And so, we look at the world, not through the lens of one size fits all but through the competency lens and the unique needs and the unique challenges that reside within the LGBTQ community. And not just in the community writ large, but specifically on the basis of age, as well.


So know that is a big part of our agenda, a big part of our focus, a big part of the reason we’ve been so aggressive in terms of these Helplines, these Teen Crisis lines – they include specific resources on that COVID19.ca.gov website – specific resources and hotlines for the LGBT community. Know we’re going to do everything in our power to continue to support incredible organizations, non-profit associations, community centers, as we recover from this crisis because they disproportionally will be bearing the brunt of those that are particularly in need for a multitude of reasons and issues.”

The Emotional health resources page includes:

Hotlines if you need to talk to someone 

If you are feeling overwhelmed with sadness, depression, or anxiety, or feel like you want to harm yourself or others, you can call the National Suicide Prevention Hotline at 1-800-273-8255.

There are additional resources available if you are in crisis:

They also list specific resources:

  Trevor Project: Call 1-866-488-7386 or text START to 678678 for 24/7 information and suicide prevention resources for LGBTQ youth.

  Lesbian, Gay, Bisexual and Transgender National Hotline: Call 1-800-273-8255from 1pm – 9pm for support, information or help finding resources.

  Victims of Crime Resource Center: Call or text 1-800-842-8467 or chat online for information about LGTBQ rights, legal protections, and local resources.

The issue is more dire than public and elected officials recognize.

“Over the past week, the number of calls, chats, and texts from LGBTQ youth to The Trevor Project’s 24/7 crisis services have spiked to double our normal call volume. Mentions of the pandemic have increased more than 60 times over the last month. In fact, 25% of our conversations with LGBTQ youth are now about COVID-19,” says Amit Paley, CEO & Executive Director of The Trevor Project in an email last week.

The LGBTQ community was facing an existential threat before COVID-19. The Trump administration has erased, revoked or rolled back LGBTQ progress toward full equality and has wantonly unleashed anti-LGBTQ forces to strip or undermine state protections.

Meanwhile, anti-LGBTQ forces use old tropes to scapegoat the community. The Rev. Ralph Drollinger, bible study coach for Trump’s Cabinet, wrote a “wrath of God” screed on his Capitol Ministries blog March 21 that he subsequently told NBC News in an email was misinterpreted and not anti-LGBTQ. Drollinger said he does not “believe that homosexuality played any role whatsoever in the coronavirus.” But here’s a key citation:

No wonder there was a spike in hate crimes last month.

But other than statistics on hate crimes and HIV/AIDS and data collected by the Williams Institute and some organizations’ specific issue surveys, LGBTQ people still do not exist as an identifiable minority demographic. LGBTQ people exist as donors and voters and cool kids on TV but somehow do not exist in real life – otherwise the LGBTQ COVID-19 cases and death toll would be of equal importance with gender, race and ethnicity.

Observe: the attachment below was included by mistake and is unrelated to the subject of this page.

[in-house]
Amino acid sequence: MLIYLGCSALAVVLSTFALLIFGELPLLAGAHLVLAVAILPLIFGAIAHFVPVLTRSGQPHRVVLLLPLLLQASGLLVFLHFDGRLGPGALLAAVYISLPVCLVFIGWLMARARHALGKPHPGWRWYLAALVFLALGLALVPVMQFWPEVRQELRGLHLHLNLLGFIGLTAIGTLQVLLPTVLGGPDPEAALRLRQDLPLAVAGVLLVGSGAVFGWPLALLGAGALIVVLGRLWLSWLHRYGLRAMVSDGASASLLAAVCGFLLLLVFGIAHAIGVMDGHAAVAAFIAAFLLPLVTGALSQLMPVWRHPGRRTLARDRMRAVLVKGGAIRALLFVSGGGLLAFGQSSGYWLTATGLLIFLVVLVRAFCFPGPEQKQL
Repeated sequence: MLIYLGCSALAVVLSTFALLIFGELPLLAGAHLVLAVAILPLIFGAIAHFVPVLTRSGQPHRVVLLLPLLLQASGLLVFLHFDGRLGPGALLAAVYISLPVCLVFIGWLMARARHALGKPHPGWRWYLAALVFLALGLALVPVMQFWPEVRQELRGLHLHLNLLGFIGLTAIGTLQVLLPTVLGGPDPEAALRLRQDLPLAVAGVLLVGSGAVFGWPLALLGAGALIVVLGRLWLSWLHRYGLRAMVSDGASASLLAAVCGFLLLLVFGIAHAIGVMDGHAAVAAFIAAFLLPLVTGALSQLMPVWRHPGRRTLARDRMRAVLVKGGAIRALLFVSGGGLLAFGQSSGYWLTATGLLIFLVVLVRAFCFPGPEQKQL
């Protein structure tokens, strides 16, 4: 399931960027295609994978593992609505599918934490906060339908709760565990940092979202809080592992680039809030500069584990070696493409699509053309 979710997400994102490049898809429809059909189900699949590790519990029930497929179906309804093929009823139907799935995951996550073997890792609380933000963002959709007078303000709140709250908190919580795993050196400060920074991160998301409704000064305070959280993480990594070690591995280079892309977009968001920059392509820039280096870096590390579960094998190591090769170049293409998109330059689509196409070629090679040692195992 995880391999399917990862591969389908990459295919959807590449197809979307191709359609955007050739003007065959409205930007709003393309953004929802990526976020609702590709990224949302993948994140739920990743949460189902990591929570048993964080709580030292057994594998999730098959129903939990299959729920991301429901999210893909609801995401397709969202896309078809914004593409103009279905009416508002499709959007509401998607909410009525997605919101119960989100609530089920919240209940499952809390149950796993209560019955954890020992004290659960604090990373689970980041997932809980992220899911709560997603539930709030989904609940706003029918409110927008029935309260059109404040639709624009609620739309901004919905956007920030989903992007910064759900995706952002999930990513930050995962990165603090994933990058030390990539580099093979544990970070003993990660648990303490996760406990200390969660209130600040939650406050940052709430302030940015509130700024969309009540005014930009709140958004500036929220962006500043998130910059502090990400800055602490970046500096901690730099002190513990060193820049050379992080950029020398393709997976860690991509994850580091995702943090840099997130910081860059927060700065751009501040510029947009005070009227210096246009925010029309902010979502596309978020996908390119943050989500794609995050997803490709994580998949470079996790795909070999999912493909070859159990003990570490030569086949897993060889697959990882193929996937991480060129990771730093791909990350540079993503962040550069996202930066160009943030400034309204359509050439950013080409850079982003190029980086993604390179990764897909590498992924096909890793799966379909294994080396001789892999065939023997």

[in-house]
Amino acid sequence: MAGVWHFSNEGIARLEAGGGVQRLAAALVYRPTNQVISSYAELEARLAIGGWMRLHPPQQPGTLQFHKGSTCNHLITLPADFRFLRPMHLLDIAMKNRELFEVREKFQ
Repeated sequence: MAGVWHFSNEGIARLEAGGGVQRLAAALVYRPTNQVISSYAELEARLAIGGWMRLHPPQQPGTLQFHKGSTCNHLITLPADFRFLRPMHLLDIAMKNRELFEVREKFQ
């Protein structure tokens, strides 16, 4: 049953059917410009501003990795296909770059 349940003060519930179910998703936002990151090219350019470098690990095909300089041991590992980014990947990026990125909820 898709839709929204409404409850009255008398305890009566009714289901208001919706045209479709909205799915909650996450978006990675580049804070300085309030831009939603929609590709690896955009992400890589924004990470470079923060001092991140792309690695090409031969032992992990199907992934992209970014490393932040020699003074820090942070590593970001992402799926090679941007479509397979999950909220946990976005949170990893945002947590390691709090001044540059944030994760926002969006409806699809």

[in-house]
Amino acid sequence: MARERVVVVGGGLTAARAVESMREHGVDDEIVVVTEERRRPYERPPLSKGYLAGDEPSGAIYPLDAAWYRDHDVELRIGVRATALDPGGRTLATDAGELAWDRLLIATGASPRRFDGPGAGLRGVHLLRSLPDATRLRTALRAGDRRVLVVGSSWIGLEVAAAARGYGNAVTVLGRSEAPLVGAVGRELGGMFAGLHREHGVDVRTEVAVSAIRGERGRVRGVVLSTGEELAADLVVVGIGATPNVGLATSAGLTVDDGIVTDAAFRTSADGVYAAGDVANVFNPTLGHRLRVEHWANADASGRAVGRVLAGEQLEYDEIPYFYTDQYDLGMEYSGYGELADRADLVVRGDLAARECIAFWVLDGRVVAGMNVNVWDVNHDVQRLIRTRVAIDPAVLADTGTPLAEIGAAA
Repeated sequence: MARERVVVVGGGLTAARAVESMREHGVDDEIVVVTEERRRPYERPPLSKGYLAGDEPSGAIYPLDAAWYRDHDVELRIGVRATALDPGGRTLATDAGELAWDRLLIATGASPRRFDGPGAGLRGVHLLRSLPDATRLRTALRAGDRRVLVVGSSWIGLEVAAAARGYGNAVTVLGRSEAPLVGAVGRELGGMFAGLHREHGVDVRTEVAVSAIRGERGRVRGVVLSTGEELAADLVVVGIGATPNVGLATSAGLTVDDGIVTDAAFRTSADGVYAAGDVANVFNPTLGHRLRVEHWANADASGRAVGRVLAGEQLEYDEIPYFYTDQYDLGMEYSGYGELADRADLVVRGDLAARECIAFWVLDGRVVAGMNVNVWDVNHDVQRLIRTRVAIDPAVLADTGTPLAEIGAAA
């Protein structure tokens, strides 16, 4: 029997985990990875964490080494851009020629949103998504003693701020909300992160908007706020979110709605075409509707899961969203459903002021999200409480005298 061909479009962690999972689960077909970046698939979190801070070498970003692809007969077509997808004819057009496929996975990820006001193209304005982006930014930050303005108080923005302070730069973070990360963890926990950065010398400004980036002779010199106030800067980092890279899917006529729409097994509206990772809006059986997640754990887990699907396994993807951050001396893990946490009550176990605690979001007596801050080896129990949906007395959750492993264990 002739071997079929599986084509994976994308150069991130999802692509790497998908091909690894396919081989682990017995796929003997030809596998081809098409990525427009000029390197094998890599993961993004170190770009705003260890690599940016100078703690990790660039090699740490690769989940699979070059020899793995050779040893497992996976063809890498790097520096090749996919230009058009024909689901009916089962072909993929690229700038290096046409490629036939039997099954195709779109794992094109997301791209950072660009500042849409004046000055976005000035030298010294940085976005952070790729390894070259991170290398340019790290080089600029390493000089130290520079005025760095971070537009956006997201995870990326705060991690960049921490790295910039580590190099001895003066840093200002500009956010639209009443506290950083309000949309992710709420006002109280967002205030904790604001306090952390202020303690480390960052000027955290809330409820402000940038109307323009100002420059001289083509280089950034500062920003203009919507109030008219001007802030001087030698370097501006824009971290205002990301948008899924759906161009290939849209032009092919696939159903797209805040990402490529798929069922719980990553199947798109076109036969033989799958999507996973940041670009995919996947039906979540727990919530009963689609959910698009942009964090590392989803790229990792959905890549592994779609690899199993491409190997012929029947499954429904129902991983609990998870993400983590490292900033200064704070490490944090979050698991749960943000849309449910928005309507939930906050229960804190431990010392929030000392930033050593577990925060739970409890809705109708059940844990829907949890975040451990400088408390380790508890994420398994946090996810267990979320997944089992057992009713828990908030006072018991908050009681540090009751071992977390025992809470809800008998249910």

In fact, under the Obama administration, LGBTQs did matter. In June 2011, as part of the Affordable Care Act, the nation’s healthcare system had an edict from then-US Health and Human Services Sec. Kathleen Sebelius to collect LGBTQ healthcare data.

This reporter repeatedly brought the Sebelius order to the attention of then-LA County Public Health Director Jonathan Fielding in 2013 when the county was accused by AIDS Healthcare Foundation of being “indifferent” to the LGBTQ community after the county failed to sound the alarm about a meningitis outbreak in which two of four gay men who contracted meningitis in a four-month period died.

Fielding acknowledged that the county started tracking sexual orientation data in November of 2012 but did not connect the dots between the four gay men and meningitis until slammed by AHF.

So what happened? Was LGBTQ healthcare data collection killed after Trump was elected? Why would LA County in the state with the nation’s largest LGBTQ population decide such data was no longer significant? On whose orders?

Recently health professionals have warned of a potential “explosion” of the coronavirus in black, brown, Native American and other minority communities.

And experts responded.

“We cannot have a colorblind policy,” Stephen Thomas, director of the University of Maryland’s Center for Health Equity, told Politico. “With a colorblind policy — ‘Hey, we’re all in this together’ — we’ll be left with an explosion of Covid-19 concentrated in racial and ethnic minority communities.”

But on March 11, the National LGBT Cancer Network and GLMA: Health Professionals Advancing LGBTQ Equality were distributed an open letter from more than 100 organizations specifying how COVID-19 could impact LGBTQ communities with vulnerabilities and underlying medical conditions. For instance: 37% of LGBTQ adults smoke every day compared to 27% of non-LGBTQ people; 21% of LGBTQ people have asthma, compared to 14% of non-LGBTQ people.

“At the same time, like our colleagues who joined the open letter, we call on public health officials to ensure the LGBTQ community is considered and included in the public health response to COVID-19 based on potential risk factors that exist in our community,” wrote GLMA President Scott Nass, MD, MPA.